December 21, 2015
Illinois Professor Recounts Appearance At UN Climate Summit
University of Illinois Professor Stephen Long spoke at the U.N. Climate Summit in Paris about the need to improve agricultural productivity.
Long is a professor of crop science and plant biology. He was invited to speak at a public session of the summit, which wrapped up its business on December 12. The summit brought together political leaders from nearly 200 countries, and ended with an agreement for lowering greenhouse gas emissions.
Long talked with Illinois Public Media’s Christine Herman about the goals of his trip, and what he accomplished. (Listen to their conversation online.)
Christine Herman: Professor Long, you were given five minutes to speak to an audience of citizens, lawmakers, and political leaders in Paris. What point were you hoping to drive home in your talk?
Stephen Long: The point I was really making is that we need, quite urgently, to up agricultural productivity on the land we're using, because if you look at the United Nations projections for future food demand, we could be needing as much as 70 percent more primary foodstuffs by 2050. The developed world really needs to be investing in means to improve productivity on the existing land. Otherwise we could not only be setting up problems for global change, but also possible famines into the future that will impact the poorest in our society.
Christine Herman: So, there’s now a plan—with 195 nations on board—to reduce greenhouse gas emissions. How do you feel about the deal?
Stephen Long: I feel very good about the deal. All the major countries, have signed up to limiting global warming, that's the average temperature of the globe, to two degrees. So that is a very significant commitment. I do think, though, that there has been some underestimation of the impacts of global change on agriculture. And this is going to need to be recognized more.
Christine Herman: How does your work here at Illinois bring us closer to achieving this goal of producing more food on less land, and under increasingly less favorable climate conditions?
If you look at the United Nations projections for future food demand, we could be needing as much as 70 percent more primary foodstuffs by 2050. -Stephen Long
Stephen Long: We're looking at new, innovative ways to improve the efficiency of the process of photosynthesis. So this is the process that converts sunlight energy into food. How can we engineer the process to make it more efficient. And we have already identified a couple of changes which look very promising.
Christine Herman: Were there any interesting conversations you had with other people who were at the summit?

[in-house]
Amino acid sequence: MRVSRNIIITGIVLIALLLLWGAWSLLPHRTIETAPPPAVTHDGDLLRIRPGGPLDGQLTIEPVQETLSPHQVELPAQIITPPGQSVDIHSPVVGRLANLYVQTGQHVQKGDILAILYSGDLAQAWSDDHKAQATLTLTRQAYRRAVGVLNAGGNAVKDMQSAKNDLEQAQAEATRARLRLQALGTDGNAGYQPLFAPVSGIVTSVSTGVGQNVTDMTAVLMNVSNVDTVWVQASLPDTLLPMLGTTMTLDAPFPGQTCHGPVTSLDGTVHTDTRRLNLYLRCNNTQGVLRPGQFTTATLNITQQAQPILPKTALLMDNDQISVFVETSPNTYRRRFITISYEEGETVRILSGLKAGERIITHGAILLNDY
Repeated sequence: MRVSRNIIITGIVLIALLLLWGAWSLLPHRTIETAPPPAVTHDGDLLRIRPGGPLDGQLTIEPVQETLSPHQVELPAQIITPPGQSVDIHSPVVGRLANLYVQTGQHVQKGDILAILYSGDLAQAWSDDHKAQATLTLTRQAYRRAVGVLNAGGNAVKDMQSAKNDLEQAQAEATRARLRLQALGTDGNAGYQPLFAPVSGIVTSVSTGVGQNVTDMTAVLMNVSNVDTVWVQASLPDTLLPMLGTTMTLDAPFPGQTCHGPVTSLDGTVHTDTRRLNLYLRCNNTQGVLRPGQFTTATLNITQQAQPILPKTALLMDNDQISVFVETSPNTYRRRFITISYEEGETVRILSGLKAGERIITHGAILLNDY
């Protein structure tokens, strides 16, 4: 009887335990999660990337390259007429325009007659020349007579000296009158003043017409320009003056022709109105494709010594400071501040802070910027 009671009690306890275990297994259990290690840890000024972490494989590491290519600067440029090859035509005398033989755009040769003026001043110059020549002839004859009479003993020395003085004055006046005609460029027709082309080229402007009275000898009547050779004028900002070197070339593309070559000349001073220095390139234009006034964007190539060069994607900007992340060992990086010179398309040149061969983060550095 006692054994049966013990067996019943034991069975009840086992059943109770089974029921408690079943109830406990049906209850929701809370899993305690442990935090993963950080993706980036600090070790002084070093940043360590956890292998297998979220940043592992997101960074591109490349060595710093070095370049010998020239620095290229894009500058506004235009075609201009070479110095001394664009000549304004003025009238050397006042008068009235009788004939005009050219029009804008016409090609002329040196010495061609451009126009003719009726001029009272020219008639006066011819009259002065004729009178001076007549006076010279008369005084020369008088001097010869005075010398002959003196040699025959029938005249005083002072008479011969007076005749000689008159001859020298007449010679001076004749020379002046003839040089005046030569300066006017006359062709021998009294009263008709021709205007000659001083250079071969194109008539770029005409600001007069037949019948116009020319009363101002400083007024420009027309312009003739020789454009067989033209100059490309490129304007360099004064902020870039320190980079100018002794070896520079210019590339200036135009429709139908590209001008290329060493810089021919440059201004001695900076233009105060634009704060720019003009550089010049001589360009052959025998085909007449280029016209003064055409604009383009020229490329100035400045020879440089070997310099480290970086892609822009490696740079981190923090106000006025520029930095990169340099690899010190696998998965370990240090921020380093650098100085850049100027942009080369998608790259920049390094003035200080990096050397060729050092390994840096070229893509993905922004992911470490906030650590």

Stephen Long: As you can imagine, there was pushback on genetic engineering. And one member of the audience sort of raised their concerns about it. And I sort of compared what we're doing with genetic engineering with conventional breeding, where, if a new disease, for example, develops in a crop, the way we might deal with this conventionally would be to look at wild relatives to try and find one that might have a disease resistance gene. We then cross that with our modern form of that crop to get the gene in, and then we'll then cross it many times with the modern form of that crop until we've roughly got back to that crop. But in doing that, we've moved our resistance gene, but we've probably moved 200 other genes as well. We have no idea what those genes might be. They might be allergens, they may even be toxins. That's considered safe. If however, we use genetic engineering, we can take that one gene and put it into our crop plant without introducing anything else. And so, I explained this to the audience, and this person actually said, “I never realized that actually in some ways, this could be safer.”
Christine Herman: That must have felt pretty rewarding?
Stephen Long: Yes, it felt very rewarding, because, unfortunately, there has been a lot of misconception around what genetic engineering of crops are. There's no huge magic about this technology. It's certainly something that many scientists could develop and indeed, obviously, along with that, has to go also people who are trained in regulating it, and in explaining this to farmers and the public as well.
Christine Herman: Well thank you so much for sharing that with us, I appreciate it.
Stephen Long: Thank you for this opportunity.view full article